Outside voices influence WTE

We have been seeing some interference from politicians when their attempt to short circuit the Metro Van system failed.

To the Editor,

We have been seeing some interference from politicians when their attempt to short circuit the Metro Van system failed.

A recent column by Regional District of Nanaimo director Alec McPherson urges the public “to hold the feet of their elected representative to the fire” after the RDN attempt failed to derail the project.

Likewise provincial MLA Doug Routley spent hours last week on the Duke Point WTE Information Group, strongly supporting the RDN’s McPherson.

The problem with that is the majority of Routley’s constituents reside in the Cowichan Valley Regional District, and they have shipped their garbage off Island for incineration for years; only recently has it been voted to ship off Island to a landfill. Sounds like the goose/gander dilemma here. How can he now oppose the very thing they have been doing for years?

How can these politicians supposedly make intelligent decisions without public consultation, without an environmental assessment, without an economic impact study, without even a proposal to look at? And why are they interfering with a facility that might be located and zoned in Nanaimo? Why would they interfere with a project that could be the biggest commercial investment for the City of Nanaimo in 50 years?

Tim McGrathvia e-mail

Get local stories you won't find anywhere else right to your inbox.
Sign up here

Just Posted

The City of Nanaimo’s finance and audit committee has recommended spending $200,000 from reserves on a feasibility study and conceptual designs for a community centre in the south end. (News Bulletin file photo)
City of Nanaimo will study options for south-end community centre

Finance committee recommends spending $200,000 from reserves for feasibility study and concept plans

First responders on scene at Qwam Qwum Stuwixwulh School south of Nanaimo on Thursday afternoon. (Karl Yu/The News Bulletin)
One child airlifted after quad accident at Nanaimo district school

First responders called to Qwam Qwum Stuwixwulh School at around 3:30 p.m.

B.C. Centre for Disease Control maps showing new COVID-19 cases by local health area for the week of April 4-10. (BCCDC image)
Parksville-Qualicum passes Nanaimo in new COVID-19 cases

B.C. Centre for Disease Control reports 65 new cases in Oceanside health area April 4-10

The Nanaimo Clippers’ game against the Alberni Valley Bulldogs slated for Thursday, April 15, has been postponed due to a “potential positive COVID-19 test result,” says the BCHL. (News Bulletin file photo)
Nanaimo Clippers’ game postponed due to ‘potential positive’ COVID-19 test

Junior A hockey team suspends activities, players isolating pending further test results

Transit exchange locations considered during the public engagement process as part of downtown mobility hub planning in 2019. (City of Nanaimo image)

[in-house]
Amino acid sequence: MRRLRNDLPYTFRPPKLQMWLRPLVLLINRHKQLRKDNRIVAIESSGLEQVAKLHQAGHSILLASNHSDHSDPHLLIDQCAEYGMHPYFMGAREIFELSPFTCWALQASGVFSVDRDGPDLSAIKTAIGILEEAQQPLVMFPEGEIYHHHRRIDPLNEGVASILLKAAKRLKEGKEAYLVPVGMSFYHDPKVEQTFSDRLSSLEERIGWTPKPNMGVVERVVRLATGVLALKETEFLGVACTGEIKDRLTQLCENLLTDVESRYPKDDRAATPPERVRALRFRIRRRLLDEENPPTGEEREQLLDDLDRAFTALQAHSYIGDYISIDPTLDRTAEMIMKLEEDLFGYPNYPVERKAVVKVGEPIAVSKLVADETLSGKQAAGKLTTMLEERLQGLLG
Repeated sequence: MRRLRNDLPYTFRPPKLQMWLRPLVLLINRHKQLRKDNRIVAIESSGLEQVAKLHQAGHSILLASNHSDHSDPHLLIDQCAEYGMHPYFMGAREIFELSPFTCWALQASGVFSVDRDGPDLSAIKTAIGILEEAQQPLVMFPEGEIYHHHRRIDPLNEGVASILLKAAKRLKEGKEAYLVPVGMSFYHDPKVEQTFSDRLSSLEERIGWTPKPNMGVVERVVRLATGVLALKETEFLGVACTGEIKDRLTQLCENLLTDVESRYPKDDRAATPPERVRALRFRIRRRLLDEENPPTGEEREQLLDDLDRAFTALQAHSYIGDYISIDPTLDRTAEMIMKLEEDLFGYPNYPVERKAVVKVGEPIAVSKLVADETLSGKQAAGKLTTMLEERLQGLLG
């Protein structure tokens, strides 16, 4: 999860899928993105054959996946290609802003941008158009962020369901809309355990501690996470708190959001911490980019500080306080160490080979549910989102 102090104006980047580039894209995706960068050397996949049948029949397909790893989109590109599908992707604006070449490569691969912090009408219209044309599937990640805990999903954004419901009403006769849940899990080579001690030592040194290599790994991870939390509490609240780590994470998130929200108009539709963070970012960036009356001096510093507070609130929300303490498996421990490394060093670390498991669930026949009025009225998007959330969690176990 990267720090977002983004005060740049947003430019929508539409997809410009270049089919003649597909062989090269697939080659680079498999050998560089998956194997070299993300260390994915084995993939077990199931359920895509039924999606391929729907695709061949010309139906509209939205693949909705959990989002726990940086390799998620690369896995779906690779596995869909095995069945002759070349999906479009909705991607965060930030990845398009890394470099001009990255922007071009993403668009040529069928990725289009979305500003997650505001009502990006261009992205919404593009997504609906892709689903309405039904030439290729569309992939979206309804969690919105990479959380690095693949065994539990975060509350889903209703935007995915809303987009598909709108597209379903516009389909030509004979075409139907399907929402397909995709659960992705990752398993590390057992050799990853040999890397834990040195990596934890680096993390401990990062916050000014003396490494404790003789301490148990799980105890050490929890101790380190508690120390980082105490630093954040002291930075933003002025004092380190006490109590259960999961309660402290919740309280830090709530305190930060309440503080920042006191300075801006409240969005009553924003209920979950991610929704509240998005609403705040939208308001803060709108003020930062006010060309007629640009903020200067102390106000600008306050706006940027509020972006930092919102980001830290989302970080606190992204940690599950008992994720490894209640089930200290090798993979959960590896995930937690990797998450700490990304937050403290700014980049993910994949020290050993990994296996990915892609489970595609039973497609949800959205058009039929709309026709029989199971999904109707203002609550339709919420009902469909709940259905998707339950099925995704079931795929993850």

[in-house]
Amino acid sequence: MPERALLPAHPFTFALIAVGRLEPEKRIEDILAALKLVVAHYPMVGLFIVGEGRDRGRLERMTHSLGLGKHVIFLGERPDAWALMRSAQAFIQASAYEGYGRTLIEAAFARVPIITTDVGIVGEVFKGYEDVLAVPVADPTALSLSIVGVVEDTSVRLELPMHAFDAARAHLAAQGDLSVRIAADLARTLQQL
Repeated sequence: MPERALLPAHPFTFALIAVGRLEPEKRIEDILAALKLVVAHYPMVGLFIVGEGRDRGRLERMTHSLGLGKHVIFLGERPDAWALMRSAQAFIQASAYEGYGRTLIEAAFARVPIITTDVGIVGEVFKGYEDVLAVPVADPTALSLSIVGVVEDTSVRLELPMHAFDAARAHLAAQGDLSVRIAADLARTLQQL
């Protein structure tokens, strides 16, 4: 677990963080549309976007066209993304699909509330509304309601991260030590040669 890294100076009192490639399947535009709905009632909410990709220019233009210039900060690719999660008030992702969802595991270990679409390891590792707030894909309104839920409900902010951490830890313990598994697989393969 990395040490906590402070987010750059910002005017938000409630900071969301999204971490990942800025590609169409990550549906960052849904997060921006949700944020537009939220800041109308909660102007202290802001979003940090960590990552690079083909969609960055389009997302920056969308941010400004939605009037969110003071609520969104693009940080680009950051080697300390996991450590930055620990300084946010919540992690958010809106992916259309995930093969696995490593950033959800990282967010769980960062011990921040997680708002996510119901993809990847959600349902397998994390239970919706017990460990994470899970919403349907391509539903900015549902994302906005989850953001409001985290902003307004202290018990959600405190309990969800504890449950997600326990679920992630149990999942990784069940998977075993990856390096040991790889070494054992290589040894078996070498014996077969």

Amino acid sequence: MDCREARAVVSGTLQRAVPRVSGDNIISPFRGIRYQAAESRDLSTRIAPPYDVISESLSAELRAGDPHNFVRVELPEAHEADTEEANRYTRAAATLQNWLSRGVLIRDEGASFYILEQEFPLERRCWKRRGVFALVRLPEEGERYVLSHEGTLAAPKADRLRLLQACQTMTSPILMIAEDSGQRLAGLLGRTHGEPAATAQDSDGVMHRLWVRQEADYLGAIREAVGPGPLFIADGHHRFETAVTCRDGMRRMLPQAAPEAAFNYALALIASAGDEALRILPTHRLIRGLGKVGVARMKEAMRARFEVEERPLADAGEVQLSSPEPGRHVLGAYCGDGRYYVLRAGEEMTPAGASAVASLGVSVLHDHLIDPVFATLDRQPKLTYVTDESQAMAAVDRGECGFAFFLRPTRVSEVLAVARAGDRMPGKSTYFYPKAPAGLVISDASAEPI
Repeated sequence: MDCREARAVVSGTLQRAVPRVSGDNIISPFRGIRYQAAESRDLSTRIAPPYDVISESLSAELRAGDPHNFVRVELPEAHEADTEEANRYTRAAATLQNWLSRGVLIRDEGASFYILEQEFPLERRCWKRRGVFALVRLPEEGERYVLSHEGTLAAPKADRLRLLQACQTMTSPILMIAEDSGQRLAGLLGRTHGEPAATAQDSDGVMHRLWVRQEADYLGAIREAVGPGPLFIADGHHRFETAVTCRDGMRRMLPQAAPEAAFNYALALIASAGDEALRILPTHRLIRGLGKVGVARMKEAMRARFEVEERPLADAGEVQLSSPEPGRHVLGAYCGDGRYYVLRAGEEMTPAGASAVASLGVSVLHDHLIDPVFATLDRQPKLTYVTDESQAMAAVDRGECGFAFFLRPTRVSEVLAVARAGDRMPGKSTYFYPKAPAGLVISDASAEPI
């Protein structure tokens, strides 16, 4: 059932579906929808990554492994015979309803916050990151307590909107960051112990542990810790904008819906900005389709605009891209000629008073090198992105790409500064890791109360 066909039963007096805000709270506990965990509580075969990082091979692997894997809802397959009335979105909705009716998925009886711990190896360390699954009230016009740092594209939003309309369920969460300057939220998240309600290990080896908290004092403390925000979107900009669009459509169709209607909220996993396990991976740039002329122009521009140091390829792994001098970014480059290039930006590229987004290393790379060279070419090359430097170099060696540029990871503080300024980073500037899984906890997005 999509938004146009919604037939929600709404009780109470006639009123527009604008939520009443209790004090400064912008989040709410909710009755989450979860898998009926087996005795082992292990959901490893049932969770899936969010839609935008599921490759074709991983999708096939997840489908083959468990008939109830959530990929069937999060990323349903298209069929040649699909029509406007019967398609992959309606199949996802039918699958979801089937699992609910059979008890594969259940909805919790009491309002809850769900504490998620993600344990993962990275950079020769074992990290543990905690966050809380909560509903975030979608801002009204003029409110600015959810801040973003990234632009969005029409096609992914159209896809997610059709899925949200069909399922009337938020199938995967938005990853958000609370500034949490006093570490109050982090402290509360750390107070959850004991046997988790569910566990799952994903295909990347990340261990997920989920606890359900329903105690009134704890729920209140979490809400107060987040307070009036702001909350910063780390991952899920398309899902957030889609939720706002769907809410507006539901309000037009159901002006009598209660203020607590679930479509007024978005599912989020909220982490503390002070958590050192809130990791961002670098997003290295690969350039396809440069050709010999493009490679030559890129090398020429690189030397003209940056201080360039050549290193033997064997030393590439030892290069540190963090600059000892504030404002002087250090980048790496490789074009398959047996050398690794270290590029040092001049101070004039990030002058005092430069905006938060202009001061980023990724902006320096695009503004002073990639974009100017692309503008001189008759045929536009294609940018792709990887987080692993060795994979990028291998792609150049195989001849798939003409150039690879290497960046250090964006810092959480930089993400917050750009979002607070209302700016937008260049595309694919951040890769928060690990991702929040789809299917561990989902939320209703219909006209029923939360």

City of Nanaimo to re-examine Terminal-Commercial for a permanent downtown bus exchange

City wants to do ‘due diligence’ as it proceeds with work on downtown mobility hub

A woman wears a protective face covering to help prevent the spread of COVID-19 as she walks past the emergency entrance of Vancouver General Hospital in Vancouver, B.C., Friday, April 9, 2021. COVID-19 cases have been on a steady increase in the province of British Columbia over the past week. THE CANADIAN PRESS/Jonathan Hayward
Top doctor warns B.C.’s daily cases could reach 3,000 as COVID hospitalizations surge

There are more than 400 people in hospital, with 125 of them in ICU

Beef to the beefers. Please season your beefs. We require a little more spice in our Wednesday-morning work beef huddle.
Beefs & Bouquets, April 14

To submit a beef or a bouquet to the Nanaimo News Bulletin, e-mail editor@nanaimobulletin.com

The father of Aaliyah Rosa planted a tree and laid a plaque in her memory in 2018. (Langley Advance Times files)
Final witness will extend Langley child murder trial into May or June

Lengthy trial began last autumn with COVID and other factors forcing it to take longer than expected

The corner of 96th Avenue and Glover Road in Fort Langley now has traffic signals, and new “touchless” signal activation buttons. (Matthew Claxton/Langley Advance Times)
Busy Fort Langley intersection gets ‘touchless’ crosswalk signals

The new traffic light started operation in April

A crossing guard stops traffic as students wearing face masks to curb the spread of COVID-19 arrive at Ecole Woodward Hill Elementary School, in Surrey, B.C., on Tuesday, February 23, 2021. A number of schools in the Fraser Health region, including Woodward Hill, have reported cases of the B.1.7.7 COVID-19 variant first detected in the U.K. THE CANADIAN PRESS/Darryl Dyck
COVID-infected students in Lower Mainland schools transmitting to 1 to 2 others: data

Eight to 13 per cent of COVID cases among students in the Lower Mainland were acquired in schools, B.C. says

An armed officer walks outside Cerwydden Care on Cowichan Lake Road near Skinner Road Wednesday, April 14 around 5:30 p.m. (Kevin Rothbauer/Citizen)
Police standoff at Duncan apartment ends peacefully

Officers surround building as homeowner held in apartment for nearly four hours by adult son

Norm Scott, president of Royal Canadian Legion Branch # 91, is disappointed the Legion does not qualify for COVID financial assistance from the provincial government. (Black Press Media file photo)
B.C.’s pandemic aid package passing Legion branches by

Federal non-profit status stymies provincial assistance eligibility

Latest modelling by public health shows cases generated by COVID-19 infections into places where it can spread quickly. (B.C. Centre for Disease Control)
Industrial sites, pubs, restaurants driving COVID-19 spread in B.C.

Infection risk higher in offices, retail, warehouses, farms

Most Read